Should you buy the HP Envy Move AIO?

HP Envy Movement Microsoft’s AI assistant, Copilot, is featured on the HP Eny Move. (Image credit: Anuj Bhatia/Indian Express)

The HP Envy Move is another type of all-in-one desktop computer, but it’s not an experimental device. That’s something I really liked about this product. While there are many desktop computers in the market, the Envy Move simplifies the segment with a fresh take on AIOs. Having a 24-inch computer that you can move from room to room with a briefcase handle makes a lot more sense when there are multiple PC users in the house. This is HP’s Apple moment in the true sense of the word.

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Anuj Bhatia

Anuj Bhatia is a personal technology writer at who has been covering gadgets, apps and gaming for a decade. He specializes in writing longer articles and explanations on popular technical topics. His unique interests include delving into vintage technology and composing in-depth stories at the intersection of history, technology and popular culture. Before joining The Indian Express in late 2016, he was a senior tech writer at My Mobile magazine and previously held roles as a reviewer and tech writer at Gizbot. Anuj has a postgraduate degree from Banaras Hindu University. You can find Anuj on Linkedin. … Read more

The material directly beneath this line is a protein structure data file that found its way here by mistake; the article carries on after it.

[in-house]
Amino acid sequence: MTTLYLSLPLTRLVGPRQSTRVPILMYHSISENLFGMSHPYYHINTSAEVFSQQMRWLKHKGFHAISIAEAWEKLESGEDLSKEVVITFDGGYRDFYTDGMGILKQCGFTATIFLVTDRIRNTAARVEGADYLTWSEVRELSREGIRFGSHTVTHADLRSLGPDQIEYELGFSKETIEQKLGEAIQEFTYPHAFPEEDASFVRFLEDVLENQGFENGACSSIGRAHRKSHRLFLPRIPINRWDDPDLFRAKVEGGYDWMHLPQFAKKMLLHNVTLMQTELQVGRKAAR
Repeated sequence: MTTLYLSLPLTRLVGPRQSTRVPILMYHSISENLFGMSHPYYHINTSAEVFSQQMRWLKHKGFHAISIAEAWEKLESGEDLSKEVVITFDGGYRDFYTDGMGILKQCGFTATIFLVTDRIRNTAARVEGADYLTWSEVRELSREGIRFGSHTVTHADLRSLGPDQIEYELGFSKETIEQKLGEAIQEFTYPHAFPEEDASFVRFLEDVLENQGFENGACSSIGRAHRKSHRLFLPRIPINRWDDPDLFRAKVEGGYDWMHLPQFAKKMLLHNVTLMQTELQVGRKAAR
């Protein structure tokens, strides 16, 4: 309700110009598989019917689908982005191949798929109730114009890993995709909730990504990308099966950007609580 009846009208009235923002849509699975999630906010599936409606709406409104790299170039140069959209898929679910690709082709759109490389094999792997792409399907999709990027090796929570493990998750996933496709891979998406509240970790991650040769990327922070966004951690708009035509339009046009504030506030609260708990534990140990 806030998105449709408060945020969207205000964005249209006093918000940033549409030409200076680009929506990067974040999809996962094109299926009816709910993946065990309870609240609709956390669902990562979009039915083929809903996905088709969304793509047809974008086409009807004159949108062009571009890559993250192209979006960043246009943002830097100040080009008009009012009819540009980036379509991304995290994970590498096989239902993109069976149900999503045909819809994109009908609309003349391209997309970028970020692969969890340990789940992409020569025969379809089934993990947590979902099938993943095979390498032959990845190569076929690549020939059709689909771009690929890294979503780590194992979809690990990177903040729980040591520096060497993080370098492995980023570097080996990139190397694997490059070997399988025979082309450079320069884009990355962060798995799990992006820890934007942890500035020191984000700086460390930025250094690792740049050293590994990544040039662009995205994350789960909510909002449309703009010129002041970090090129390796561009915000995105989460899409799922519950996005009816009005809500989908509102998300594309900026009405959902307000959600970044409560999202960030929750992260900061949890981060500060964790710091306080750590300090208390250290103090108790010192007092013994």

First uploaded on: 04-28-2024 12:03 IST